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Africa: Believing in the myths

25.02.2024 | by Leonard Ncube

Ulunyoka, the spell that binds love and punishes betrayal

IN the shadowed corners of tradition lies the practice of ulunyoka - a spellbinding ritual that binds a spouse to the fidelity with consequences dire enough to stir the soul. This ancient art of "centrally locking" a partner, known as ulunyoka in IsiNdebele or runyoka in Shona, is a clandestine safeguard against adultery, often cast without the knowledge of the one ensnared.
The spell, once cast, ensures that any extra-marital affair becomes a perilous endeavor.
Should an interloper attempt intimacy with the ‘fenced', they risk triggering the spell's wrath.
Only the original caster, the lawful spouse, holds the key to lift the curse, demanding apology or reparation from the transgressor.
Ulunyoka, however, is not without its critics. Gender activists decry it as a violation of human rights, a relic of a bygone era that perpetuates the subjugation of women - and men - for modernity has seen the spell's use by wives against husbands too.
The repercussions of ulunyoka are as varied as they are terrifying.
Some tales tell of lovers locked together, unable to separate, while others whisper of transformations into serpents or the materialization of snakes during forbidden trysts.
Some speak of a need to submerge in water lest they perish, and others suffer grotesque afflictions — swollen bellies, bleeding, or the manifestation of additional genitalia upon their visage.
Headman Jaheliduna Ndlovu, known as Mpisi, a traditionalist from the outskirts of Victoria Falls, affirms the reality of ulunyoka.
"Ulunyoka luyaphila (it is real) and it's in African Traditional Religion practice. It comes in different forms like using a knife, snake, fish, bees, and others. We have people that are known to do that or sell it," he proclaims.
Yet, the secrecy shrouding ulunyoka means few admit to wielding such power. Reports surface of Zambian hawkers peddling the spell on the streets of Victoria Falls. And while Mpisi avows that ulunyoka can be undone, the stigma often silences the afflicted, leading them to carry their burden to the grave.
"We now have many men and women that lock their spouses because ulunyoka is now easy to get. The problem is that people do not come out when affected. Those locked with a knife can be saved by unlocking the same knife used and some, especially those who would have slept with a person whose husband would have used isiduli (anthill) to lock them, survive by drinking the woman's urine.

"The problem is that we hide as we are embarrassed to go and apologize and pay. If you go back to the person you offended and pay they unlock and most people don't, that is why they die eventually.

"This is an African Traditional Religion practice and some make the mistake of trying to use scientific remedies this is where you find someone appearing as if he or she is cursed because all the people they get married to or have sex with will die because he or she will be locked by their former spouse," said Mpisi.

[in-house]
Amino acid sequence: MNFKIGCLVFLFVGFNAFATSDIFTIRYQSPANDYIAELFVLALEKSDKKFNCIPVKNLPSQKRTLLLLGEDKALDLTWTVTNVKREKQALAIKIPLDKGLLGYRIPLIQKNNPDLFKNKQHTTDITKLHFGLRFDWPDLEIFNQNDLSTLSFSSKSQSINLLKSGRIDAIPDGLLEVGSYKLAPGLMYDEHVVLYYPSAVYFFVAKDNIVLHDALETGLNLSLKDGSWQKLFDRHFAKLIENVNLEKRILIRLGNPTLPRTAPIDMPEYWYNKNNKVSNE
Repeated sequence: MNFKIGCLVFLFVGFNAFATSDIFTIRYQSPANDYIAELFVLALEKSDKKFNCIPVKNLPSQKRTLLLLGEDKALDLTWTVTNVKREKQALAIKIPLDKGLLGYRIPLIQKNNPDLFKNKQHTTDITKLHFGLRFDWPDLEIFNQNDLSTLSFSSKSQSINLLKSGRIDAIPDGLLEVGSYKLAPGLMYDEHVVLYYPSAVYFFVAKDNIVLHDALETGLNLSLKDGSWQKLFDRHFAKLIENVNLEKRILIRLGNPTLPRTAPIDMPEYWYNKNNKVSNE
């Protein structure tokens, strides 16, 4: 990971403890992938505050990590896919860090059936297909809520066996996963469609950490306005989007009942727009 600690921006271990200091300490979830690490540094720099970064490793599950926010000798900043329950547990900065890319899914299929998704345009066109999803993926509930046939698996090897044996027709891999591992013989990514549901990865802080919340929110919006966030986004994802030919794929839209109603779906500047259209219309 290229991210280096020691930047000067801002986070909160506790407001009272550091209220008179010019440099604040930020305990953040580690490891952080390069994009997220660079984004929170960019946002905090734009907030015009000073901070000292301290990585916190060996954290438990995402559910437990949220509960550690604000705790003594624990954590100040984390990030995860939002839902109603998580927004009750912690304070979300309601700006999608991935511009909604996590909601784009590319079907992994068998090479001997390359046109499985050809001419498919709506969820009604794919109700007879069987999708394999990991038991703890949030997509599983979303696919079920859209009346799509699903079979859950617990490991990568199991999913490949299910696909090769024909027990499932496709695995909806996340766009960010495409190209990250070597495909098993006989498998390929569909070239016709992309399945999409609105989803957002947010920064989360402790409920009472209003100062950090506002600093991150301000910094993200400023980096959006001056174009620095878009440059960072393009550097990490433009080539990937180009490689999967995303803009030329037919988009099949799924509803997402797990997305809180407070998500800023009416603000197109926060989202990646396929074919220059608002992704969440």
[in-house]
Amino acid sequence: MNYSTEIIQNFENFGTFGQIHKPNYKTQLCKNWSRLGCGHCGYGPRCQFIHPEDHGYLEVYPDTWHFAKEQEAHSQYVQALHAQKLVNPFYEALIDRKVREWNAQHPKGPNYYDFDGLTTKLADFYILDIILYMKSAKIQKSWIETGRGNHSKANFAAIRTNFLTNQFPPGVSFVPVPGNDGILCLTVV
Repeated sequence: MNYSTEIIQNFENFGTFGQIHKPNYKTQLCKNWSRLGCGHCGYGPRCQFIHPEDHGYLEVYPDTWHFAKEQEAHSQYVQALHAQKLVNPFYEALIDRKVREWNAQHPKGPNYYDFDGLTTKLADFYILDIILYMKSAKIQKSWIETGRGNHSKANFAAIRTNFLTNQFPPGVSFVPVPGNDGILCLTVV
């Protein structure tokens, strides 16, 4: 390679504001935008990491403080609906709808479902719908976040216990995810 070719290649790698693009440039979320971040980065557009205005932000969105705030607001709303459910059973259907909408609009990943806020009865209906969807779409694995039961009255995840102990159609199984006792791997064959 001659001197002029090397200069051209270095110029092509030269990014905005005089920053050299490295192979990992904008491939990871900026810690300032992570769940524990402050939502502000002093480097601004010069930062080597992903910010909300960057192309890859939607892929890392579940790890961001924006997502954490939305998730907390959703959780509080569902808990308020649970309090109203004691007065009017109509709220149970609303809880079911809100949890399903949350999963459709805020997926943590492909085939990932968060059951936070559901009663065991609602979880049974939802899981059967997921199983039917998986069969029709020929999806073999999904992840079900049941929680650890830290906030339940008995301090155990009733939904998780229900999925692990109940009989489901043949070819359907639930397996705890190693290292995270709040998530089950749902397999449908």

In Victoria Falls, whispers of ulunyoka's lethal embrace circulate without official confirmation, yet the community speaks of untimely deaths attributed to this arcane practice. Victims reportedly suffer from grotesque swellings and hemorrhages, igniting fear and superstition.

Gender activists denounce ulunyoka as a malevolent force, advocating for harsher penalties against those who wield it to inflict suffering upon their spouses.

"It is better to leave the person than to lock them because when you die they can never marry and enjoy the marriage," said a gender activist, Noma Moyo.

The Christian perspective, as voiced by Reverend Travena Chichoni, recognizes ulunyoka as a manifestation of distrust within marriages, a stark contrast to the ideals of trust and true love that should underpin the sacred union. Reverend Chichoni acknowledges ulunyoka's deep roots in African Traditional Religion (ATR) and its portrayal as a charm of fidelity, yet she maintains that faithfulness is the ultimate safeguard against such practices.

"The issue is mainly talked of in the ATR and other phases of the Christian sects and mostly our African-founded church. Of course, it's a myth as most logical concepts come from myths. It's a faith in the religious arena used to preserve marriage according to P. Dewa (2014) which was cited to be a fidelity charm. It is said to be treated and most religious practitioners use prayer and deliverance.

"My advice is that runyoka is real and married couples should be faithful to one other. Trust should be one pillar to cultivate on as married couples because runyoka is deadly and mainly psychological," she said.

Musawenkosi Vundla, known as Ithwasa Lodumo, a traditionalist-prophet, challenges the notion that ulunyoka can be easily dispelled. He asserts that only the originator of the spell possesses the arcane knowledge to undo it, warning of deceitful healers who claim otherwise, leading to fatal outcomes.

"The pin code for ulunyoka is known only by the person who administered it and that is the only person that can treat it. If I as Ithwasa Lodumo administered it, no one else can reverse it. Some Healers might lie to people that it is reversible and that is why people are dying because the person who administered it might refuse to reverse or fail," he said.

Ithwasa Lodumo encounters numerous individuals seeking to secure their marriages through ulunyoka, yet he cautions them of the grave risks involved, especially if the caster passes away, leaving the surviving spouse ensnared in a deadly spell.

"There are many people who come asking for it and I always counsel them telling them that it's dangerous if you die, the surviving spouse will face challenges and kill spouses who marry or have sex with him or her," he said.

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